Monday, 28 July 2008

The Interview Experience Part 2

As I alluded to last week I had to back to see the NPS (National Probation Service) for a second interview for their clerical officer's job.

The timing of this could have been better. It was the morning of July 24, the very same day I was due to travel up to Gretna for my sister's wedding. With an interview in Waterloo at 9.30am and a desire to get to Gretna before the late afternoon traffic rush I was on a tight schedule. It didn't help then that the interview was scheduled to last 45 minutes, nor that in the event it went on for over an hour.

You could look at the duration of the interview as a positive or a negative. Well you could if you are a glass half empty merchant masquerading as a realist. Which I am. On the one hand you could say that I lasted so long because I gave full and interesting answers to the eight questions I was asked about my previous experience in administration. On the other you could suppose that I am a rambling imbecile and that the interview panel will have gone away from my visit with an aching desire to shove cutlery into their eyeballs.

In an amusing, ironic or even quite unfortunate twist it turns out that the two ladies on the interview panel are people that my other half knows quite well. Rather like my hour-long monologue, I get the feeling that this could go for or against me, depending on the nature of the relationship between all parties. I felt it better not to seek too much information on the subject. As far as I am concerned Jan and Liz remain strangers for now.

Just as an aside Burlington House in Waterloo is one of the hottest places in Europe. For the entirity of my interview I was gasping for liquid, a thirst satisfied only by a small glass of water placed on the table inbetween me and my interrogators. By the time I got out I was in grave danger of spontenously combusting, so spent another ten minutes in the reception area drinking large glasses of water poured from an ice-filled jug that lay on the table.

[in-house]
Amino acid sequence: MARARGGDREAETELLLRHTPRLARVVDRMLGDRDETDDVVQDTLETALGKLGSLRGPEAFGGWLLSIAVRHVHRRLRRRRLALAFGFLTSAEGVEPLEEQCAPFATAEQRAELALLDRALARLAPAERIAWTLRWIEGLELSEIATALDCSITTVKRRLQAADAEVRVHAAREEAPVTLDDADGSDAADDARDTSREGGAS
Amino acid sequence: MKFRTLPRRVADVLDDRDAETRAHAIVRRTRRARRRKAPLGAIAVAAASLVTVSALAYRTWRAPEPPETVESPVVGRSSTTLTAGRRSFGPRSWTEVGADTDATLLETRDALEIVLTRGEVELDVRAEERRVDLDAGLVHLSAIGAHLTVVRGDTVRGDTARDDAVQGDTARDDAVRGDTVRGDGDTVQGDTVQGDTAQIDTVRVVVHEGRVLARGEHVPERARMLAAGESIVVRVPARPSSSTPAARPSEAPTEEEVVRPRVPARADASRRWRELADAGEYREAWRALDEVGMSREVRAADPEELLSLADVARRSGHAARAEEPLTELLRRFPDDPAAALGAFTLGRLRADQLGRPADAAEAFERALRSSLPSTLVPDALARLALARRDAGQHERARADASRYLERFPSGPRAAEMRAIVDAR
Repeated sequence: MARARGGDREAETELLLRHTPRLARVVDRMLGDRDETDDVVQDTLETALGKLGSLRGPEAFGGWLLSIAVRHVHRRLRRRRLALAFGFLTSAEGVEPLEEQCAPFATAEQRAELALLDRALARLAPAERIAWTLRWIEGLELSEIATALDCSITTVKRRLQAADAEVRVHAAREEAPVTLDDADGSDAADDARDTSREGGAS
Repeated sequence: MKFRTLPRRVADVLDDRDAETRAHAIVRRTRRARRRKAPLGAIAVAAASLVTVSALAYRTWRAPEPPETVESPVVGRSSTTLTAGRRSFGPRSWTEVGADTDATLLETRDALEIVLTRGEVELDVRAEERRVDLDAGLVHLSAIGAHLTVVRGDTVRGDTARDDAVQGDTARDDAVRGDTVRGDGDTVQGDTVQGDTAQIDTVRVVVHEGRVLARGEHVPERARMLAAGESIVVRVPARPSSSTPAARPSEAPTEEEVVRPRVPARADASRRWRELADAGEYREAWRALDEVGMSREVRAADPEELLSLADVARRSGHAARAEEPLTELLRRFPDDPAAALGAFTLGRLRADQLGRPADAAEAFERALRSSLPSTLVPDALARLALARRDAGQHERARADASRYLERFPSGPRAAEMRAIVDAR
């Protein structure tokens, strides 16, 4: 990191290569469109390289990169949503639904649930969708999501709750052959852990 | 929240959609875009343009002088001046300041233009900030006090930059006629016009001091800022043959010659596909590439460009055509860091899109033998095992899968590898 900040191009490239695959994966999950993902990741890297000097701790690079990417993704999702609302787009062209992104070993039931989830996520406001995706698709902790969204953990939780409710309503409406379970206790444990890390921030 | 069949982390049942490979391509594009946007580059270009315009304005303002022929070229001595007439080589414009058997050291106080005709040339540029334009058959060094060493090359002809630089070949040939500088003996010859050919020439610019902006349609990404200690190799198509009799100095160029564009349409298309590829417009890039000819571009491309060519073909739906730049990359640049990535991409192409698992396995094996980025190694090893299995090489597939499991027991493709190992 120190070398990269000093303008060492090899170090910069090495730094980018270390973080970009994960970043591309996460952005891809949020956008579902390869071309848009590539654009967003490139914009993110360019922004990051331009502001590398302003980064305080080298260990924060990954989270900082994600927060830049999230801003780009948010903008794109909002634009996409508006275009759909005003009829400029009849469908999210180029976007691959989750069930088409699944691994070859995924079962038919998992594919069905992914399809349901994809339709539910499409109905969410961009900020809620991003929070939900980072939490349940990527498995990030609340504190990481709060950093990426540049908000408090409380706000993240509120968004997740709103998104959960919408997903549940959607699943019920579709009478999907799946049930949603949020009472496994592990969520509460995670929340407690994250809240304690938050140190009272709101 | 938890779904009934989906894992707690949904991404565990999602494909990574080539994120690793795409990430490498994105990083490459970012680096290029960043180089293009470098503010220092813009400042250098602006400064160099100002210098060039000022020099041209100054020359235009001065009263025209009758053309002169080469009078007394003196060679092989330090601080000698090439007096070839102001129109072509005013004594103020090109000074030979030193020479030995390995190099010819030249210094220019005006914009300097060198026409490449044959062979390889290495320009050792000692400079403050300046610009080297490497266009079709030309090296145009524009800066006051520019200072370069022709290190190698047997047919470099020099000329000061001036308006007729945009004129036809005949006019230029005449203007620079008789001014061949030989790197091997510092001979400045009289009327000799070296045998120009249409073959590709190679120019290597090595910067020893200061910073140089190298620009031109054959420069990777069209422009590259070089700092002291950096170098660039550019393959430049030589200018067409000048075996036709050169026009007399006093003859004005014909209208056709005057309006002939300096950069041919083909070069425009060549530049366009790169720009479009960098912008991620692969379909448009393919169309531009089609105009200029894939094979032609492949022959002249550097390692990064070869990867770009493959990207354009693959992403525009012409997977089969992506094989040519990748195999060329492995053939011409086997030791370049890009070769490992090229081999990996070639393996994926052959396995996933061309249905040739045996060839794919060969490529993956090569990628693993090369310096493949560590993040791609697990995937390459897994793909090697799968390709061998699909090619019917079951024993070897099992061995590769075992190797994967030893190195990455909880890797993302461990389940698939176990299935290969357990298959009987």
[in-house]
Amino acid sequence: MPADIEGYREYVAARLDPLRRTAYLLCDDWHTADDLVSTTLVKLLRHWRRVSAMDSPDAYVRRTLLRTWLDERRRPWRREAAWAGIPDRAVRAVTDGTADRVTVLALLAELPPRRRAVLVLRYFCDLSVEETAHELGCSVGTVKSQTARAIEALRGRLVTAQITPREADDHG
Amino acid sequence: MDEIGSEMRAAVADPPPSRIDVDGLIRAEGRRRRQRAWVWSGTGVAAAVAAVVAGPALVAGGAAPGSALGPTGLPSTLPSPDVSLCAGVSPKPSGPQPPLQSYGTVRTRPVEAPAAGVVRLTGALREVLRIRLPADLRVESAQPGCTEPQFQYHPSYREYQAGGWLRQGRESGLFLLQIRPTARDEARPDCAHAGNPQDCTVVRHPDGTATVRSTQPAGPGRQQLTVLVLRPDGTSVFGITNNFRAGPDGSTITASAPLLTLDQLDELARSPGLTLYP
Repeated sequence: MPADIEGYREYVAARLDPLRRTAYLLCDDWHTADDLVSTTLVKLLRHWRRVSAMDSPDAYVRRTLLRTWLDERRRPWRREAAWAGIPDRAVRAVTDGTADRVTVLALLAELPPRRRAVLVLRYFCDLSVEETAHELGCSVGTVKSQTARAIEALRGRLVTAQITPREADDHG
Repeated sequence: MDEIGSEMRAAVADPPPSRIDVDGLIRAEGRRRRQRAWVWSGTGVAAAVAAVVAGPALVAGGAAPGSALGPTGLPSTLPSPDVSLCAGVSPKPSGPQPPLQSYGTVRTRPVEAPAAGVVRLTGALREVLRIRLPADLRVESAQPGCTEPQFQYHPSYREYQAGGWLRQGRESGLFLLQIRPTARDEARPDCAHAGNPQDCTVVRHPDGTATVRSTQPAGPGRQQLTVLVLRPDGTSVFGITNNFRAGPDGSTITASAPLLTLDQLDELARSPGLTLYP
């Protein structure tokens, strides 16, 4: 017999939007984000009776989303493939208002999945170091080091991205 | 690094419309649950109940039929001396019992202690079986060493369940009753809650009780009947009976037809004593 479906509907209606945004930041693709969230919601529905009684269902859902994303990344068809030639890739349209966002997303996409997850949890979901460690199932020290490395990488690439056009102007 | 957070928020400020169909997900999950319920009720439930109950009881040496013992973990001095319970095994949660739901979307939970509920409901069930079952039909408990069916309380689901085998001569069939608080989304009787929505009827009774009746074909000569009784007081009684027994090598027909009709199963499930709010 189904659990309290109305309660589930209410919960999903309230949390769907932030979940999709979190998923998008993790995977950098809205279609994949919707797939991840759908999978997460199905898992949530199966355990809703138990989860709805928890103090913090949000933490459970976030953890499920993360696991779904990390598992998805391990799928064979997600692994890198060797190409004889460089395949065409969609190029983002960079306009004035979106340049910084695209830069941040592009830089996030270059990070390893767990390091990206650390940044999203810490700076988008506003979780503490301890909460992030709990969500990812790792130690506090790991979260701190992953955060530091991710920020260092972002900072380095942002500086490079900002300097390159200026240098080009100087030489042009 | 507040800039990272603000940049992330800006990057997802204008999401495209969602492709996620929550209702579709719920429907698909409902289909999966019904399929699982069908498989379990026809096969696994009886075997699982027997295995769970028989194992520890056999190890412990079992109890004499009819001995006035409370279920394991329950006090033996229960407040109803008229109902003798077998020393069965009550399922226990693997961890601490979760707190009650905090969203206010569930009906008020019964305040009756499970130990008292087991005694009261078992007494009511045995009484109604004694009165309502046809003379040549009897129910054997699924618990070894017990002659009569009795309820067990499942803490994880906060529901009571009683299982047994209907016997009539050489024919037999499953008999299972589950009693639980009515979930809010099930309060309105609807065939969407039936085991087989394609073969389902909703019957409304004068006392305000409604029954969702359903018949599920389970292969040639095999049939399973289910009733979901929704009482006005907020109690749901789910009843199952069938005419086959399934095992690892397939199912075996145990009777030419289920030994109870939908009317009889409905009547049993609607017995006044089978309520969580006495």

While there I exchanged pleasantries with the next candidate, a middle-aged, quite posh-looking woman who looked a little less than confident. But they're always the dangerous ones aren't they? 'Don't worry' I said, 'It's easy in there'. What was I talking about? I don't know. I am in no position to suppose that it was 'easy in there' and it would be a poke in the eye for my smugness if I was not selected for a role after all. I was trying to reassure this woman, but who on Earth would do that when in reality she is not a nice, middle-aged, quite posh-looking lady, but rather a rival for a job I am particularly desperate for. My actions defy logic.

Agonisingly, interviews are carrying on all of this week, and so I won't know my fate until August 4. In between times I have discovered that I have an August 11 interview at Liverpool JMU to fall back on, but it is not unrealistic to suppose that my surly mood this Monday has something to do with my impatience on the matter.

Aswell as my post-interview alcoholism at my sister's wedding.

1 comment:

lellys18 said...

Very Good Ste, I can't believe you were helping out the opposition though. You should have told her she looked a bit rough and could have done with a bit more make-up, if only to knock her confidence for the interrogation room. x